"11th Hour" opens with a hook that vaguely recalls the first album's "Alright, Alright" but then blends some Johnny Marr-style guitar riffs with what sounds like pre-Tommy Who aping the Beach Boys -- think an outtake from The Who Sell Out.

"Do Re Mi" -- after that false start intro -- rockets along and bears a strong hint of Banks and Bennett's earlier Julie Ocean.

(For more details on that band, be sure to go back to my interview with Terry Banks.)

"Broken Halo" is a bit heavier and sounds like the best moments on Winter Garden Light. But there's another great guitar-hook and a little descending bit of the melody that really adds another shade to the Dot Dash box of colors. That subtle and tiny little downward motif (?) is the real hook of the song for me.

"If not now, then when?"

"Shopworn Excuse" is a look back to America's best college rock -- think the glory days of The Connells and R.E.M.

"Fiction Section" -- despite Crandall's nod of the axe in the direction of the Buzzcocks -- is pure Tommy Keene. I hope D.C.'s own Tommy is hip to the charms of Dot Dash. He should be really proud that these guys are now in his league.

The vocals on the chorus are really nice -- Banks sounds perfectly at ease here -- and Bennett's bass anchors things as Ingram plays less punk and more Ringo.

(One of the best things I ever did with this blog was chronicle Danny Ingram's career as a drummer -- someone had to do it!)

And then, on track 9, things got a bit ugly.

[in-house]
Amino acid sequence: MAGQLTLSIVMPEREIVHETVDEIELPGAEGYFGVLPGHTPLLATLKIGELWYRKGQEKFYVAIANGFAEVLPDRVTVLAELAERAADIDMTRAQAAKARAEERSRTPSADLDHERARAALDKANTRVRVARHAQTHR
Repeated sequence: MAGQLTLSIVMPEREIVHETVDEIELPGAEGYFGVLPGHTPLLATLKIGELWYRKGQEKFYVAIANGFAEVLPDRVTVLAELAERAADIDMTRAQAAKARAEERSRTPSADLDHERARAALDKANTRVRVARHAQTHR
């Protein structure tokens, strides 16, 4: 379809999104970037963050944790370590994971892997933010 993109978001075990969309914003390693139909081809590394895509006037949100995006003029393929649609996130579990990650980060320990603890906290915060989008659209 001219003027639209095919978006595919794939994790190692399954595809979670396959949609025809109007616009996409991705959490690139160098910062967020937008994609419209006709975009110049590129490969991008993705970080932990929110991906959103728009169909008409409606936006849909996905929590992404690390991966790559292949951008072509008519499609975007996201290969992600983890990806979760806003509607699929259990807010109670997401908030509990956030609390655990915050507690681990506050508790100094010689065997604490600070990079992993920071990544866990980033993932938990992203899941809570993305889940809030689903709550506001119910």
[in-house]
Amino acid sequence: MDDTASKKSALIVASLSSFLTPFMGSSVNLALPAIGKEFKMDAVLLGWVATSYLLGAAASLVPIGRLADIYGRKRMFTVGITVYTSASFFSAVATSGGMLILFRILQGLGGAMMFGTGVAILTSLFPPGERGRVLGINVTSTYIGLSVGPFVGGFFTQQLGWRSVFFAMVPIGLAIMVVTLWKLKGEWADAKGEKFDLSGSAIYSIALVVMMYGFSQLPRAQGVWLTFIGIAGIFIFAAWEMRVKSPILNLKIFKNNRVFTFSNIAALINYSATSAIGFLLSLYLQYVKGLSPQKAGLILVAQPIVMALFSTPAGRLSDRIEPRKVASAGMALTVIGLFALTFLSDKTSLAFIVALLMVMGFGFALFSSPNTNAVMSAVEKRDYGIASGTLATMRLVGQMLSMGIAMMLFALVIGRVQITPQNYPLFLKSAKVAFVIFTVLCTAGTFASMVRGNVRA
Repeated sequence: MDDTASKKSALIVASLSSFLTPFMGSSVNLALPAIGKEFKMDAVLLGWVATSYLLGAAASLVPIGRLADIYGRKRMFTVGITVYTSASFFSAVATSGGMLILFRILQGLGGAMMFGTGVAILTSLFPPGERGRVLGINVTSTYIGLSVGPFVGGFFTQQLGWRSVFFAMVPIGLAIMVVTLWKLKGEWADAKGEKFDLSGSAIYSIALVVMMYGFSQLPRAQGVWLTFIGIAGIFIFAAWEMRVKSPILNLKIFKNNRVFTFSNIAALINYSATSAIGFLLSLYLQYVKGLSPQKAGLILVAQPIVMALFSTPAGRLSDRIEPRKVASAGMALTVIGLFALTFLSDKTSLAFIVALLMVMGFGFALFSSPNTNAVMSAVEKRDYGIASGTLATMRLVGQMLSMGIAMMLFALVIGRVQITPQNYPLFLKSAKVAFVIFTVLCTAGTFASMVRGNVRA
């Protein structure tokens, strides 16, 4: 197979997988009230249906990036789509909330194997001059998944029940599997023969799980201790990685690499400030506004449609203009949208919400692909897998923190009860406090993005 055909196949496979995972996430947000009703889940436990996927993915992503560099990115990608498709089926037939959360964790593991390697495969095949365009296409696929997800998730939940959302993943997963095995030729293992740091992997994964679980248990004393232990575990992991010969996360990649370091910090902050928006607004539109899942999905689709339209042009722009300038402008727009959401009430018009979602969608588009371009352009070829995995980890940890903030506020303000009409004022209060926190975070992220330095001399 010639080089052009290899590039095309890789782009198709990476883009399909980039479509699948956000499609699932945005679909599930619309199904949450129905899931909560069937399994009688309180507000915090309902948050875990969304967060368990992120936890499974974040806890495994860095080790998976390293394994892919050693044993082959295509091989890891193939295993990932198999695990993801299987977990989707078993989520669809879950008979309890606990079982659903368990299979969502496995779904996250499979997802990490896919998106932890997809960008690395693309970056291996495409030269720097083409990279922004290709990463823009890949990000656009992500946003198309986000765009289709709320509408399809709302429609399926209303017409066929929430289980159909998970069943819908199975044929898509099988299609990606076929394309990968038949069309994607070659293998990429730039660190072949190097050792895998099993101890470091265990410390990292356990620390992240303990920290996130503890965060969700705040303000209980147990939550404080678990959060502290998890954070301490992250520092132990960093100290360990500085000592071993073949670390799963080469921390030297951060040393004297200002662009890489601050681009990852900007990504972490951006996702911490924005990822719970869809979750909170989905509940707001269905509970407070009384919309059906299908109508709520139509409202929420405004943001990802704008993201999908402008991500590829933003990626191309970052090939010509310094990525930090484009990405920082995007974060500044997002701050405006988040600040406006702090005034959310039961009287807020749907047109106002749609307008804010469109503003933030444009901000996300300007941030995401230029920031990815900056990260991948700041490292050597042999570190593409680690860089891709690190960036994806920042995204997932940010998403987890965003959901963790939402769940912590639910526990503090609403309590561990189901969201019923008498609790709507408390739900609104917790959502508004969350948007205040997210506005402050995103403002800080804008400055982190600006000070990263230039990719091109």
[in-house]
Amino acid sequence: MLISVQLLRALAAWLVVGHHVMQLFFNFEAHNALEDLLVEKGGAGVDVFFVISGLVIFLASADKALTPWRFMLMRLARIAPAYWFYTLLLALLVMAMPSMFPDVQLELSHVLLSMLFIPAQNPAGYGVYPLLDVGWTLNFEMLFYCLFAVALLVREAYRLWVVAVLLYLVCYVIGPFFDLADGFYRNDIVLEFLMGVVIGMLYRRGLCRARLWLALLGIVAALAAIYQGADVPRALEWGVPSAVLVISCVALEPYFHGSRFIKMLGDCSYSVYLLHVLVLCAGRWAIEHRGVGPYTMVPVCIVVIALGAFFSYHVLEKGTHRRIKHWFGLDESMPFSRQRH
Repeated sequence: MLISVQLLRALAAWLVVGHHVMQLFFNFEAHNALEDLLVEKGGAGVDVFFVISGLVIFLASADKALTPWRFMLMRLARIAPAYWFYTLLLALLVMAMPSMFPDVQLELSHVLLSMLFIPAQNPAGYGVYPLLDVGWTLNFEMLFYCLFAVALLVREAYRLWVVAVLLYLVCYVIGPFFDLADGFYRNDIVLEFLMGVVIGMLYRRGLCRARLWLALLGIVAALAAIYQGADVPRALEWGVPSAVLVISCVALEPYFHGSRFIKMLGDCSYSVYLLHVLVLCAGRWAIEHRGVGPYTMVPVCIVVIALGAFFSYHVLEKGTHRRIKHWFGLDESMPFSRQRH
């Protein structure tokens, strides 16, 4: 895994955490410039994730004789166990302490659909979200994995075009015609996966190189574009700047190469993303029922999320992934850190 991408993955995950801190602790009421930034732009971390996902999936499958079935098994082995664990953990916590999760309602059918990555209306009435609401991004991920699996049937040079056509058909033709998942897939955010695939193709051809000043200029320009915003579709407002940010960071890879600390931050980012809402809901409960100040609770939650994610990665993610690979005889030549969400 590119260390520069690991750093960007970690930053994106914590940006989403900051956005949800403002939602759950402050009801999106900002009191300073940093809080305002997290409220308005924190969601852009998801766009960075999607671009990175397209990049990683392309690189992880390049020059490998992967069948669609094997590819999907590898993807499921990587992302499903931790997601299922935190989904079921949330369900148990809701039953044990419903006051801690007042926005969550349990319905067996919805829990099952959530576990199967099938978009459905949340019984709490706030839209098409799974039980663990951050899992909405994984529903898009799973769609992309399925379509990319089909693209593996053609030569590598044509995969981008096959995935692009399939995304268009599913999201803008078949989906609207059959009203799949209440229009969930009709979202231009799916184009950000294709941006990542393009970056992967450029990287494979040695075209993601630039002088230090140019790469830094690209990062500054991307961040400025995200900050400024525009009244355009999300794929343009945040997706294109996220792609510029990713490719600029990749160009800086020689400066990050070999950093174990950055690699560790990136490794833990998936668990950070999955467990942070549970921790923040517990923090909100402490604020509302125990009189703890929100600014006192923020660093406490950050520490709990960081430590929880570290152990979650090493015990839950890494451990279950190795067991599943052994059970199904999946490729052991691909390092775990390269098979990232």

I had heard "A Light in the Distance" already but couldn't wait to hear how it sounded when it finally made it onto the record. If Danny Ingram is drumming with the force of Budgie on "Spellbound", the other Dot Dashers are thinking of punk rockers other than Siouxsie and the Banshees. The guitars and bass roar like Strummer, Jones, and Simonon with the police on their backs as Banks channels early Stranglers and Damned cuts.

Album closer "The Sound in Shells" pulls together those British punk influences with all the American college rock these guys heard in the 1980s. Banks' delivery here is sublime as the instruments rock-and-crash around him.

Like just about every cut from these guys, "The Sound in Shells" is approximately two dozen influences fighting it out. Somehow out of that chaos and clash of influences, these four guys manage to make concise pop that sticks in your head.

And now, on Half-Remembered Dream, they've made it sound even easier.

They used the same producer on Half-Remembered Dream as on Winter Garden Light but things sound crisper here. Producer Branden Funkhouser might have moved the knobs in different directions this time. Whatever he did at that studio in Baltimore, he's to be commended as the record sounds great...especially at a deafening volume on my iPod headphones as I navigate crowded streets in Kowloon, but I digress.

You know, I grew up in a good era for music -- listened to most of the same bands as these guys and saw Ingram in Strange Boutique at the old 9:30 Club before I knew anything else he'd done -- and I sort of have always reacted against the earlier generation's Rolling Stone-style seriousness about album rock.

At the end of the day, I'd rather make a mix and pepper it with "What You're Doing" and "The Night Before" than sit down and put on a serious face and listen to Sgt. Pepper's like I was at the symphony.

I like singles, individual cuts. That's my barometer.

So by that standard, Half-Remembered Dream is a set of 10 outstanding tracks.

And, by my more modern barometer, Half-Remembered Dream is 10 songs that will all sound great on a mix-tape, mix-CD, or popping up random-like on an iPod between Superchunk and The Undertones.

Half-Remembered Dream is out now on The Beautiful Music.

Follow Dot Dash on their Facebook page:

It will be a D.C. Scene love-in when Dot Dash opens up for Slumberland Records' Terry Malts at DC9 in September. Details here.

(One blurry pic credit to Todd Savitch and the below pic credit to Sam Ingram.)